It may be taking my family out for a celebration, having a lazy night, meeting friends or work related, but I go out to eat often. Eating out on a diet is stressful, but thankfully, a healthy lifestyle is not the same as a restrictive diet. It would be hard for me to find a place to eat that doesn’t have tasty, satisfying good-for-me options available. I treat myself as long as I am accountable for the foods I eat and don’t overdo it. Anyone who knows me knows that I love pizza and tacos. I still eat them on a weekly basis. I can eat ice cream with my kids, or go out for Chinese, sushi, fast food or to a steakhouse… I just won’t do all of that in the same day.

Tell us about the business of being a personal chef

I am the Chef Owner of The Blue Ladle NY LLC. I have been working with private customers making customized menus for their individual needs for 10 years. I have worked with busy families making weekly lunches and dinners. We customize meals for individuals with specific dietary restrictions. We cook for Shabbat, all holidays and parties. I also do cooking demonstrations. We can be found on Facebook, on Instagram and via email.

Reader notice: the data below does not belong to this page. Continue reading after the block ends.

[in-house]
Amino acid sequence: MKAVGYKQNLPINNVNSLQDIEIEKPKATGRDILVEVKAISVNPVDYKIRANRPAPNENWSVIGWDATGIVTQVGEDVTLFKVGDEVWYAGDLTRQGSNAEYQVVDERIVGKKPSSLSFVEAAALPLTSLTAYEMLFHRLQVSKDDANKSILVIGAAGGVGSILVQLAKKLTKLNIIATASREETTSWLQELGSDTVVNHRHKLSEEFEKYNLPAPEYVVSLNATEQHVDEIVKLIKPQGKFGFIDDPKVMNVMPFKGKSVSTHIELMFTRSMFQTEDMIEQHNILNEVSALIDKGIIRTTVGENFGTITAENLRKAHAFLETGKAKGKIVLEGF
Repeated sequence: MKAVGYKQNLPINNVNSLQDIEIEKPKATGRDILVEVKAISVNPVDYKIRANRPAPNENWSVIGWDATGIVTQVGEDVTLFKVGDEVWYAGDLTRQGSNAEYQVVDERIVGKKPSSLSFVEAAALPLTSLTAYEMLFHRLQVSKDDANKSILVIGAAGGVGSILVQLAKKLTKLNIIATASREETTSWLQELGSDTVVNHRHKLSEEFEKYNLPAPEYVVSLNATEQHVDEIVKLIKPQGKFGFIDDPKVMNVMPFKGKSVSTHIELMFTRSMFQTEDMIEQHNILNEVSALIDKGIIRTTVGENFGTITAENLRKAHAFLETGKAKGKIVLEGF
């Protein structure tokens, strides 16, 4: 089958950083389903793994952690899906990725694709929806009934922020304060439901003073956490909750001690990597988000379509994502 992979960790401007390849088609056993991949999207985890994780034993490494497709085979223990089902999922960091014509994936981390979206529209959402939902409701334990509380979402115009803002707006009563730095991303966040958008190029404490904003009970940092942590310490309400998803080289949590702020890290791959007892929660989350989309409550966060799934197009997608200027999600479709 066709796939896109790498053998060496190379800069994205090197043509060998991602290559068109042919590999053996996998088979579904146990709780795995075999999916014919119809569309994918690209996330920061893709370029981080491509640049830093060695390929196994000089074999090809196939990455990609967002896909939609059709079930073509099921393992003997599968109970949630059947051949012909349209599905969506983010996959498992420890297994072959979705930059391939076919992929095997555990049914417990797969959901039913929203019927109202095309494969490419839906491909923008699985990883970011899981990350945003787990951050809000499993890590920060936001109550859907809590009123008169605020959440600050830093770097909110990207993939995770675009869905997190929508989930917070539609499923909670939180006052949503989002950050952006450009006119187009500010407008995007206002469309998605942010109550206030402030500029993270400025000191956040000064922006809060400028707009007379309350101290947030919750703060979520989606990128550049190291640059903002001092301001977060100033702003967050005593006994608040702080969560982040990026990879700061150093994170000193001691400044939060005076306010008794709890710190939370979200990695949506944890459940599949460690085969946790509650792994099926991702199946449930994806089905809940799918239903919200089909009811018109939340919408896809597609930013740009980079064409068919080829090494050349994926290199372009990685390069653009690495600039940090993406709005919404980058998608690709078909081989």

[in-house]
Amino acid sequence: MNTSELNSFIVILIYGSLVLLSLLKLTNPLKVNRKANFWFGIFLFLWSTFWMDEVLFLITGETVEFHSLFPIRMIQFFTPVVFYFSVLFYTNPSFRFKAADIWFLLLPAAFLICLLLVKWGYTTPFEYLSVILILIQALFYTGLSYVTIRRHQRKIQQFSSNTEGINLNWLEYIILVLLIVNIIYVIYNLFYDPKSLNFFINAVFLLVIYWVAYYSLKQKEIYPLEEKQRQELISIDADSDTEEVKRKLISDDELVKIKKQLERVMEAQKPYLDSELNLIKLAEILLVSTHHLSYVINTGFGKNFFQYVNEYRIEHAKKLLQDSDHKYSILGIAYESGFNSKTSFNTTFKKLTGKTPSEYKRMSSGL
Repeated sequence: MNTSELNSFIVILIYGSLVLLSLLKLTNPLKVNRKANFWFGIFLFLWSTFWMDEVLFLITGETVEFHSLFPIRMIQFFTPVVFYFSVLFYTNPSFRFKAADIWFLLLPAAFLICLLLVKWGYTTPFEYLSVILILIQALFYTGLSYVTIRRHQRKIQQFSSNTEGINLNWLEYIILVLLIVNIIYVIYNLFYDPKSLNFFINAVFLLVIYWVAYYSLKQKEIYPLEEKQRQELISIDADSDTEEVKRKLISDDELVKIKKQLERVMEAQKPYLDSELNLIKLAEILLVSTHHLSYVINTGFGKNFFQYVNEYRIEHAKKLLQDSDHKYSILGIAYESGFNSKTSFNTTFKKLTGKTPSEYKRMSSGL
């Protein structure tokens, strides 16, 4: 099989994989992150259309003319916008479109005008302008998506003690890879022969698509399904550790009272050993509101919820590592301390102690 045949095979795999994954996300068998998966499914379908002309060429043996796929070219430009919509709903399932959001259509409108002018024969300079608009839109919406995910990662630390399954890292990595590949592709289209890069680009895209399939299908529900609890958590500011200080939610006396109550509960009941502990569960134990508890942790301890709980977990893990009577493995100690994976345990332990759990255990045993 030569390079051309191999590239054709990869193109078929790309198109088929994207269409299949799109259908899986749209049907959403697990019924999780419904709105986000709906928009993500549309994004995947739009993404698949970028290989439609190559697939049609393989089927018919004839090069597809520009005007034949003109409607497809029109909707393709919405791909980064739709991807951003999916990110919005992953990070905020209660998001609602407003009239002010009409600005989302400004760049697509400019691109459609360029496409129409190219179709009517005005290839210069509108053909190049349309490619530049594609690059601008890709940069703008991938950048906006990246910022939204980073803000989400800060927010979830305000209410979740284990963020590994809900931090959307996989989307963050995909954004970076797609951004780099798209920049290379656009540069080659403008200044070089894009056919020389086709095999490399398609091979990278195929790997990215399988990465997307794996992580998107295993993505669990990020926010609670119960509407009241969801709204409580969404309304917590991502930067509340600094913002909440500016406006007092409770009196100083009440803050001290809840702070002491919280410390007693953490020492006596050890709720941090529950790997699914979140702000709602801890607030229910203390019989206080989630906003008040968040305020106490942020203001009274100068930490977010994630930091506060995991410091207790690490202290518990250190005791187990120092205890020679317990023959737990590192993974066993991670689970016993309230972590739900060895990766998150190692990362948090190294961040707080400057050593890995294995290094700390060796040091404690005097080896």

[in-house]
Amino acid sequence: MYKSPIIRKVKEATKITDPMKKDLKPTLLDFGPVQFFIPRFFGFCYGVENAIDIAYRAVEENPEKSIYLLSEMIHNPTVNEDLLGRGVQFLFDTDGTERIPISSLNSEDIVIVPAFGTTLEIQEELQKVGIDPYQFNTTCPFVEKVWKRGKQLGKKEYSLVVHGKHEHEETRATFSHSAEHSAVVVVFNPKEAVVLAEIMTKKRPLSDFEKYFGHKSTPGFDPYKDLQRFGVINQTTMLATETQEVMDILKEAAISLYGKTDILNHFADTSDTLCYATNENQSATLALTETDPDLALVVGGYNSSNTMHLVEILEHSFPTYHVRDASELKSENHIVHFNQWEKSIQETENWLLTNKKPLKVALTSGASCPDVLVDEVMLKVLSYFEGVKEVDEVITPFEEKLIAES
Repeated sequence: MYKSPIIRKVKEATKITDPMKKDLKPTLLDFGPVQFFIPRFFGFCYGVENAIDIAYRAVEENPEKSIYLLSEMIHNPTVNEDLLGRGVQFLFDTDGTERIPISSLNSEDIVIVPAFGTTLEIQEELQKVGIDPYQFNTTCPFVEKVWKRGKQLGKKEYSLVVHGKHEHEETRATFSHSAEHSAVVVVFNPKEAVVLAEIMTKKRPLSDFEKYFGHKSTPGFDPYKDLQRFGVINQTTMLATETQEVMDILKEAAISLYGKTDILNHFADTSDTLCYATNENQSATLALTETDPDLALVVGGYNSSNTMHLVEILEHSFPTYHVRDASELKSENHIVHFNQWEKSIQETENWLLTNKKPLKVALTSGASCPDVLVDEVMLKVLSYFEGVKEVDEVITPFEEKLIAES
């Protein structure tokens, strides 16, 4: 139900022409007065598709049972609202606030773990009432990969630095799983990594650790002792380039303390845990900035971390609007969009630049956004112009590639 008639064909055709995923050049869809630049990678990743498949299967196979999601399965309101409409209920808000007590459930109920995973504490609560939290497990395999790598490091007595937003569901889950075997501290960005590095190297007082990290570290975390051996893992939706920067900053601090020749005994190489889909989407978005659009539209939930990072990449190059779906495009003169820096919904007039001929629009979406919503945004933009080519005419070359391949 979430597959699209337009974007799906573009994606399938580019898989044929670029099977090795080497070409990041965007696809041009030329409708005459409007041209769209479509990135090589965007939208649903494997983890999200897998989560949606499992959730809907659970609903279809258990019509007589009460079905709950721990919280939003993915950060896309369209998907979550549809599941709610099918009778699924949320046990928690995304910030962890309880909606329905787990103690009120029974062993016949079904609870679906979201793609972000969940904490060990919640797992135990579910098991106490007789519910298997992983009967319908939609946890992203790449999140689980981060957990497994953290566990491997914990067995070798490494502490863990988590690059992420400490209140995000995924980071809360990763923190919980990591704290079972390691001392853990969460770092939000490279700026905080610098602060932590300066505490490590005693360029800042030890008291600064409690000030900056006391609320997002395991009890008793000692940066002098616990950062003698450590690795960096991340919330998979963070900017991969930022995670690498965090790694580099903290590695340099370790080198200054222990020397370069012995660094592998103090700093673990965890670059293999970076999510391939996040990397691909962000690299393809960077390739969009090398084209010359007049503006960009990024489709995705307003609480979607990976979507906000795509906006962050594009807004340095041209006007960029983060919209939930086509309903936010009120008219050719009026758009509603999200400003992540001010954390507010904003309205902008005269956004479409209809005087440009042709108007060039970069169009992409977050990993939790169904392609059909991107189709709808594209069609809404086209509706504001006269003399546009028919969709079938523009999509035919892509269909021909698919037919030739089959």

Tell us about your work at Manhattan Day School (MDS)

At MDS, I work to bring balanced meals that are kid friendly yet fresh and healthy. My staff and I make fresh meals daily including fresh soup, salad bar, fruit bar, bread bar, spreads plus fresh hot main and vegetable every day, in house. We also cater many school functions, all through Five Star Caterers. We are focused on health, and we are changing the way children eat lunch at school. This isn’t the same lunch we had when we were kids.

What brands are healthy and kosher friendly?

Honestly, I think avoiding brands all together is the way to go. What I mean by that is fresh is best. The fewer labels the better. Fresh produce, fresh fish, meat and poultry.

Any tips for Purim and Passover ideas to stay on track?